Referring now additionally to FIG. 2, the novel method of attaching target 16 to backing plate 26 may be discussed. The target is placed against the backing plate and the body 37 of a ferromagnetic retainer 38 is engaged with an aperture 40 formed through the target while a lip 41 of the retainer engages the upper surface of the target. As seen in FIG. 1, the lines of magnetic flux 36 pass through the retainer 38 to strongly attract the retainer to the cathode assembly. It has been found that by using a three inch diameter retainer, a holding force of approximately twelve pounds may be achieved.

It will be noted that body 37 of the retainer extends through aperture 40 to engage a recess 42 machined into the surface of backing plate 26. Recess 42 centers retainer 38 on the backing plate and thus accurately aligns target 16 with the cathode assembly.

In FIG. 2, it will be noted that retainer 38 is provided with a threaded bore 44. A threaded retainer removal tool (not shown) can engage threaded bore 44 to simplify the removal of the retainer from backing plate.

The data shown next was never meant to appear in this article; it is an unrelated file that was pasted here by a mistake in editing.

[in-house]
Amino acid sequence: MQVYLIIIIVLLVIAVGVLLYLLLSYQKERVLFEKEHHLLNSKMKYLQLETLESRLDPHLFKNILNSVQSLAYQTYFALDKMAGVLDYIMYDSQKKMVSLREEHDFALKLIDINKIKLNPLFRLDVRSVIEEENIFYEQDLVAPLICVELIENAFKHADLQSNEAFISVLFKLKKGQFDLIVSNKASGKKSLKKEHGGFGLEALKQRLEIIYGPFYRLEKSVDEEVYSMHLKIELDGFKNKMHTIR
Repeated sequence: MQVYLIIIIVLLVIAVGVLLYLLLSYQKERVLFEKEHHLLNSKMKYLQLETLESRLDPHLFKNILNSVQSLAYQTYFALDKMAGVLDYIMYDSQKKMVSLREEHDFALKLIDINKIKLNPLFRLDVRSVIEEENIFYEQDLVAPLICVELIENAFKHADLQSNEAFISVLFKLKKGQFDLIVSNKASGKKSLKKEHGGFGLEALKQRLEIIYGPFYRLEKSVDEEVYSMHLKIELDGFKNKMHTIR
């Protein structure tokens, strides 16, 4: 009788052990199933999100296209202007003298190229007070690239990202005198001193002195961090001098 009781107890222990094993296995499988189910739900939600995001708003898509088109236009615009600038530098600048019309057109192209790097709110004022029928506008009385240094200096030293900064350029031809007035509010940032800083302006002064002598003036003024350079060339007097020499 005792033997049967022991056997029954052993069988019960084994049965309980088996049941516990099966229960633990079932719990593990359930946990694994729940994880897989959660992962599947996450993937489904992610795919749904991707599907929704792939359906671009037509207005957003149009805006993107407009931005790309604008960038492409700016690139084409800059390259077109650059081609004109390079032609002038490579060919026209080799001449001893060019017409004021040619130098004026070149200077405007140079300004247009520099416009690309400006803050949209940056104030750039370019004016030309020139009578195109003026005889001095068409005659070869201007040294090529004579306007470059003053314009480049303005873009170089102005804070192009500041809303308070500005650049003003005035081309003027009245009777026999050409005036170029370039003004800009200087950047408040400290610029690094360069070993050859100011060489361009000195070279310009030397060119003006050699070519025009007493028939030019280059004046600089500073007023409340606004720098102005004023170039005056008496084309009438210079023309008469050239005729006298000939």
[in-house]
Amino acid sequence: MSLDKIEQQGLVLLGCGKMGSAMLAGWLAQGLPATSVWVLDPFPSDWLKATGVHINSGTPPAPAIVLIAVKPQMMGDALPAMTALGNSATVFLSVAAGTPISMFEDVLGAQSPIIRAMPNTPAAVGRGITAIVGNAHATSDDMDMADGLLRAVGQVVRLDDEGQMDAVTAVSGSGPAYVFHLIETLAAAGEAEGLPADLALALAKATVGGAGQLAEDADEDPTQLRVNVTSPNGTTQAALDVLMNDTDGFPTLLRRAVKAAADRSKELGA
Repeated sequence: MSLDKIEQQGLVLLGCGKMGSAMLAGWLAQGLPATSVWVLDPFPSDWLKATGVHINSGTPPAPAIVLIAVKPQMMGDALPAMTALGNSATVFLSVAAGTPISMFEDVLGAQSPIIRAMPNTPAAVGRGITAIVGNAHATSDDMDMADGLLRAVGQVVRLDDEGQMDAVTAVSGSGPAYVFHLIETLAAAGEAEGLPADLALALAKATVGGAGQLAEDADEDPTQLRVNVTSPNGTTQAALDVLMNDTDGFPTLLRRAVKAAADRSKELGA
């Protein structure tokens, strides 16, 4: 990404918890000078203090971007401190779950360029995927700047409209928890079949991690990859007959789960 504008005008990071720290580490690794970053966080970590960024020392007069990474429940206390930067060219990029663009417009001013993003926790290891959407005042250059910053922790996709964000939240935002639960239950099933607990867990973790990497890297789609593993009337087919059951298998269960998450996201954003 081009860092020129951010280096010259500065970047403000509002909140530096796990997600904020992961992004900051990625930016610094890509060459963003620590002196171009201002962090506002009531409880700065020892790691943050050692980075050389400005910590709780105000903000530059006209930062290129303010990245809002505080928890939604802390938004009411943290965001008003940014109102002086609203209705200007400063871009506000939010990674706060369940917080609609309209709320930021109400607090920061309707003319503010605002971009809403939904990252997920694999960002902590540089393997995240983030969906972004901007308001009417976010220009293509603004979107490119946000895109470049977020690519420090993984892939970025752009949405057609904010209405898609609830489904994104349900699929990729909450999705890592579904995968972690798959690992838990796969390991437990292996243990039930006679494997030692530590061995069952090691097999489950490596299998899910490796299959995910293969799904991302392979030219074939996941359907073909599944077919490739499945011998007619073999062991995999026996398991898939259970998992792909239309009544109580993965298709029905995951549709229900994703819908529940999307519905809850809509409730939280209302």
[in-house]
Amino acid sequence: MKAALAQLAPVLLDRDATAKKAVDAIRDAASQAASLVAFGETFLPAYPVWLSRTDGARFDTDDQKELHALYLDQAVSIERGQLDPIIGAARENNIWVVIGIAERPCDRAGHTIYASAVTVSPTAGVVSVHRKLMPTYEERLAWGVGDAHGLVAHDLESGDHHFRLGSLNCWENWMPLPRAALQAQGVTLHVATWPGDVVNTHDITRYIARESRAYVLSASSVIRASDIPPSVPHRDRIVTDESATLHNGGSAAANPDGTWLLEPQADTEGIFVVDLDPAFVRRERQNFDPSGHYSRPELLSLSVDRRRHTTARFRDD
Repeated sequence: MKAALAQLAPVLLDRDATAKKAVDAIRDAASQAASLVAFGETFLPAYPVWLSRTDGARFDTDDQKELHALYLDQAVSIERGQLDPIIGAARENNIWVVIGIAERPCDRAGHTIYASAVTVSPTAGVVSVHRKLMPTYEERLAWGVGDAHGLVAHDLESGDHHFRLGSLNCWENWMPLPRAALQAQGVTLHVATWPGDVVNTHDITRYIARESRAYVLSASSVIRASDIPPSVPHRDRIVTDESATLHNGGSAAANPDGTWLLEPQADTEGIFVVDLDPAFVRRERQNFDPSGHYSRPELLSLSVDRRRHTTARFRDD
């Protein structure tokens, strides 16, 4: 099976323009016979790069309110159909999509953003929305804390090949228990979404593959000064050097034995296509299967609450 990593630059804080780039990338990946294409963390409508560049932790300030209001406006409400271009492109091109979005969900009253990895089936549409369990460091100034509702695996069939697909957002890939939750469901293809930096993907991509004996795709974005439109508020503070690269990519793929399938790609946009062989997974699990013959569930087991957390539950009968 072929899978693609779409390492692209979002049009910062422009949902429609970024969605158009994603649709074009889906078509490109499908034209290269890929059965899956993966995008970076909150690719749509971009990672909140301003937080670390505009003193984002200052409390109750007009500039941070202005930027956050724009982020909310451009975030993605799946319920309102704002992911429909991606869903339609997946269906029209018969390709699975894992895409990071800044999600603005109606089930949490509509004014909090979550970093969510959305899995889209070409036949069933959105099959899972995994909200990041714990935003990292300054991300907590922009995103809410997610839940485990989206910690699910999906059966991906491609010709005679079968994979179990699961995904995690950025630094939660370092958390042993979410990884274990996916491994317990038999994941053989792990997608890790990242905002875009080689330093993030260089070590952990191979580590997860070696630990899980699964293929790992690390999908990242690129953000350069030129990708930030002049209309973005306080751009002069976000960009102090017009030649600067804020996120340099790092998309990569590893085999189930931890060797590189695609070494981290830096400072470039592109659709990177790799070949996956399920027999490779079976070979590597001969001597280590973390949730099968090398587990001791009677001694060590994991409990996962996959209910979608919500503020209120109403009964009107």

Also seen in FIG. 2 is a cross-section of a ferromagnetic ring 46 which is disposed within a groove 48 formed circumferentially around the periphery of target 16. The ferromagnetic ring further serves to hold the target against the backing plate and is particularly necessary if the target is allowed to erode through so as to prevent pieces of the target from falling into chamber 24.

Also seen in FIG. 2 is the erosion area 50 of the target. As the sputtering process progresses, area 50 will slowly enlarge. It should be noted that both retainer 38 and ring 46 are outside of the area of erosion and thus do not introduce contamination by their presence.

In FIG. 3, a slightly different alternate embodiment of the retainer is shown at 52. In this embodiment, the upper surface 54 of the retainer is formed flat with the outer surface of a target 16. Instead of having a lip (such as lip 41 of FIG. 2), retainer 52 is configured so as to engage with a step 56 formed within an aperture 57 that extends through the target material. As in the previous embodiments, the end of retainer 52 engages a recess 58 machined into the surface of backing plate 26.